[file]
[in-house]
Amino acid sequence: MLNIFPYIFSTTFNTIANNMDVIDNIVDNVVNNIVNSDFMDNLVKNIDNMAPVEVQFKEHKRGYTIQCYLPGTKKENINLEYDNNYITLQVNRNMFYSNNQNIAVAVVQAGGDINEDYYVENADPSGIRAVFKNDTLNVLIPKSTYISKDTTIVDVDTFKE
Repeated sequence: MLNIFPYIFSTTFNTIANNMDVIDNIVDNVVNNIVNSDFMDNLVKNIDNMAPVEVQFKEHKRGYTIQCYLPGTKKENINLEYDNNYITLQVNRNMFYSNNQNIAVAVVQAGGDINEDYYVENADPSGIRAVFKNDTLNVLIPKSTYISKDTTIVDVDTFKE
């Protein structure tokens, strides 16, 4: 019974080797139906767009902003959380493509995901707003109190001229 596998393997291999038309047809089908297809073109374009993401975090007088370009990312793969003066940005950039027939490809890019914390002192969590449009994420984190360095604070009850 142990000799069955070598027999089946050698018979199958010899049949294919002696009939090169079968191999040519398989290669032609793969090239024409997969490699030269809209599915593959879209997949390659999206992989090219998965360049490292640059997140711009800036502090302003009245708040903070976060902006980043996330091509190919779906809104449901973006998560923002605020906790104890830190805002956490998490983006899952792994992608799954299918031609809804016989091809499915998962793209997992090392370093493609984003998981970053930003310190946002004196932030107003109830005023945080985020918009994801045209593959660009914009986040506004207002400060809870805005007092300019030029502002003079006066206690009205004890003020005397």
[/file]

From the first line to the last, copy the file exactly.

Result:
[in-house]
Amino acid sequence: MLNIFPYIFSTTFNTIANNMDVIDNIVDNVVNNIVNSDFMDNLVKNIDNMAPVEVQFKEHKRGYTIQCYLPGTKKENINLEYDNNYITLQVNRNMFYSNNQNIAVAVVQAGGDINEDYYVENADPSGIRAVFKNDTLNVLIPKSTYISKDTTIVDVDTFKE
Repeated sequence: MLNIFPYIFSTTFNTIANNMDVIDNIVDNVVNNIVNSDFMDNLVKNIDNMAPVEVQFKEHKRGYTIQCYLPGTKKENINLEYDNNYITLQVNRNMFYSNNQNIAVAVVQAGGDINEDYYVENADPSGIRAVFKNDTLNVLIPKSTYISKDTTIVDVDTFKE
């Protein structure tokens, strides 16, 4: 019974080797139906767009902003959380493509995901707003109190001229 596998393997291999038309047809089908297809073109374009993401975090007088370009990312793969003066940005950039027939490809890019914390002192969590449009994420984190360095604070009850 142990000799069955070598027999089946050698018979199958010899049949294919002696009939090169079968191999040519398989290669032609793969090239024409997969490699030269809209599915593959879209997949390659999206992989090219998965360049490292640059997140711009800036502090302003009245708040903070976060902006980043996330091509190919779906809104449901973006998560923002605020906790104890830190805002956490998490983006899952792994992608799954299918031609809804016989091809499915998962793209997992090392370093493609984003998981970053930003310190946002004196932030107003109830005023945080985020918009994801045209593959660009914009986040506004207002400060809870805005007092300019030029502002003079006066206690009205004890003020005397």